As promised, a bipartisan bill was filed Thursday to stop Georgia Power from charging for nuclear cost overruns on Plant Vogtle; this could free up some financing for Georgia to move ahead on solar and wind power.
A BILL to be entitled an Act to amend Code Section 46-2-25 of the Official Code of Georgia Annotated, relating to the procedure for changing any rate, charge, classification, or service and the recovery of financing costs, so as to change the calculation used under certain circumstances to determine the costs of financing associated with the construction of a nuclear generating plant that a utility may recover from its customers; to provide for related matters; to provide an effective date; to repeal conflicting laws; and for other purposes.
The bill would add this text to Georgia Code:
…provided, however, that in the event the amounts recorded in the utility’s construction work in progress accounts plus the amount of all financing costs accrued on any construction work in progress accounts exceeds the costs approved by the commission in the original certificate of the nuclear generating plant granted under Code Section 46-3A-5, the cost of equity portion of the financing costs shall be calculated using a rate no higher than the utility’s actual cost of debt.
Let’s see what Georgia Power does to fight this one. So far, it’s released this homily that GPB quoted:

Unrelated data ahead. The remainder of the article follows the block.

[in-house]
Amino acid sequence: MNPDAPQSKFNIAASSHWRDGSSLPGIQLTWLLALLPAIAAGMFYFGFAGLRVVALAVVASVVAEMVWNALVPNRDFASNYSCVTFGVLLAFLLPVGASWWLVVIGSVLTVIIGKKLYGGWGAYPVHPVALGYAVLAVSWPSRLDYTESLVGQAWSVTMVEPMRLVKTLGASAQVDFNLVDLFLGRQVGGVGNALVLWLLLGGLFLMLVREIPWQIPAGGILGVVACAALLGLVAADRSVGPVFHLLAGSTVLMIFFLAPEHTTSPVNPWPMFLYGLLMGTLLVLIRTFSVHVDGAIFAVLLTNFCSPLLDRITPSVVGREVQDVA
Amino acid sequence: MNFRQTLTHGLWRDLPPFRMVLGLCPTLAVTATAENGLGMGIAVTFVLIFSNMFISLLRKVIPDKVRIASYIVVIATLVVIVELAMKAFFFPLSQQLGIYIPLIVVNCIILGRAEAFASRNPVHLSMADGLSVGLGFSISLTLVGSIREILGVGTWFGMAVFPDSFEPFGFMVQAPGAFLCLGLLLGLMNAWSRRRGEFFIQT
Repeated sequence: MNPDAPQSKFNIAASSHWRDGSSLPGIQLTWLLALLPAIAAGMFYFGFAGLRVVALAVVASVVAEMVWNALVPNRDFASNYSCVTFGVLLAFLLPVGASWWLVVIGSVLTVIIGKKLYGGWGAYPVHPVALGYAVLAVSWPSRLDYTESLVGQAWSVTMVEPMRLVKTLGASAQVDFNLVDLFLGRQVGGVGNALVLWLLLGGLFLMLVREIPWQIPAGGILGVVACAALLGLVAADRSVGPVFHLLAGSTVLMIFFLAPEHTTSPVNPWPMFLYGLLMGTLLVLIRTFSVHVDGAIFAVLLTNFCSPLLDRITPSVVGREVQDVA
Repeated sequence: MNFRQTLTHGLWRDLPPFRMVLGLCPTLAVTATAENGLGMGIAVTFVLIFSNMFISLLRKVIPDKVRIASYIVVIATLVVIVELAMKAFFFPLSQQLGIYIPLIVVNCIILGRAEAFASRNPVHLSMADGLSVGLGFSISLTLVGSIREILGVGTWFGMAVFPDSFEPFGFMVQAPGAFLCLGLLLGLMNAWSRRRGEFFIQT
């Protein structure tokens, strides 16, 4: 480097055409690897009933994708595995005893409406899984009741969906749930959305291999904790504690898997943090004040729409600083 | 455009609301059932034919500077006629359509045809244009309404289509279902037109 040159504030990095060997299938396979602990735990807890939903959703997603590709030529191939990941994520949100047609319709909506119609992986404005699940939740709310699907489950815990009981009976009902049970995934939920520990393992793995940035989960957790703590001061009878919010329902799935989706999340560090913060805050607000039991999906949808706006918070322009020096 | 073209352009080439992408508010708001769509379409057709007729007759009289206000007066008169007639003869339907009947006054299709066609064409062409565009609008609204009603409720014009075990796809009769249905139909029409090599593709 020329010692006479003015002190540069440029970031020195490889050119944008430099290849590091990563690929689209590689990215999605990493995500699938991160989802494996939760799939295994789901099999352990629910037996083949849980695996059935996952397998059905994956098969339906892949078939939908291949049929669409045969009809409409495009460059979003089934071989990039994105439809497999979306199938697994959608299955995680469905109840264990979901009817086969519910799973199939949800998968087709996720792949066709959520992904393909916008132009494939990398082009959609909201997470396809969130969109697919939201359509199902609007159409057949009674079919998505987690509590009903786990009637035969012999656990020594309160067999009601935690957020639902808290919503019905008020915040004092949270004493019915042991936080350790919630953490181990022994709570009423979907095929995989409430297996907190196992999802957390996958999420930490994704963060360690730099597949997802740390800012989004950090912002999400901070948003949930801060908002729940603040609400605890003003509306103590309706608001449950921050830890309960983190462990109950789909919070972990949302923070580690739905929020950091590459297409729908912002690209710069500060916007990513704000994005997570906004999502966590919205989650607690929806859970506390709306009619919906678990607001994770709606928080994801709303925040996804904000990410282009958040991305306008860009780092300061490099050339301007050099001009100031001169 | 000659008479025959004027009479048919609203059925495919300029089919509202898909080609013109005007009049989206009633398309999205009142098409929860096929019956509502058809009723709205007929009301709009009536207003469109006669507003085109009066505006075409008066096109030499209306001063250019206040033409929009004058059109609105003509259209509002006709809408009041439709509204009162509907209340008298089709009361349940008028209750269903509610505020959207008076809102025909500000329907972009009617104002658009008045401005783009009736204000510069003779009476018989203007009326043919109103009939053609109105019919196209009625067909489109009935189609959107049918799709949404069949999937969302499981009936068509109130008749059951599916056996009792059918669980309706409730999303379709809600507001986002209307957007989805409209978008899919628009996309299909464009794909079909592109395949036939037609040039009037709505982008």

The PSC has complete oversight of the project and has verified and approved every dollar spent to date. To date, the Commission has conducted seven separate public hearings (it is about to perform its 8th) in which it has verified and approved each dollar spent, has received reports from its independent monitor Dr. Bill Jacobs, and continually assessed the economics of the project.
Funny how Georgia Power didn’t mention that:
“Nuclear engineer William Jacobs said poor construction material, contractor mistakes and oversight delays will mean the Unit 3 reactor won’t be ready until July of 2017.”
At the December 2012 GA PSC meeting to which Jacobs spoke, Commissioner Tim Echols said Georgia Power hadn’t asked for a rate increase. Which was because they just got a rate increase in November and GA PSC also rubberstamped cost Plant Vogtle overruns in August.
The cosponsors of HB 267 are Jeff Chapman (R—Brunswick) District 167 and Karla Drenner (D—Avondale Estates) District 85. Maybe they looked into Georgia Power and SO’s record on nuclear cost overruns last time they built nukes.
Jeff Chapman was in the Georgia Senate in 2009, when he voted against SB 31, “Energy Rate Increases to Finance Nuclear Power Plant Construction”, the bill that lets Georgia Power charge that Construction Work in Progress (CWIP) that appears on customers’ bills as Nuclear Construction Cost Recovery Rider. Rep. Karla Drenner voted for 2009’s SB 31, but now she’s a co-sponsor of HB 267! Yay Karla; yay Jeff!
How about some more co-sponsors to chip away at one leg of Southern Company’s three-legged nuclear regulatory-capture stool?
Subsidies are all that prop up the nuclear industry, and Plant Vogtle subsidies (and natural gas subsidies) are what Georgia Power and its parent the Southern Company are using to suck up lots of money that could be going to solar inland and wind offshore. More than two years ago a study from Arizona State University said Georgia is the #3 state that could benefit most from solar electricity, both for our use here in Georgia, and for selling at a profit to other states. Add to HB 267 this year’s SB 51, The Georgia Cogeneration and Distributed Generation Act and we’ll start to get somewhere.
It’s time to get on with real 21st century power: conservation, efficiency, sun, and wind, for jobs, health, air, and water.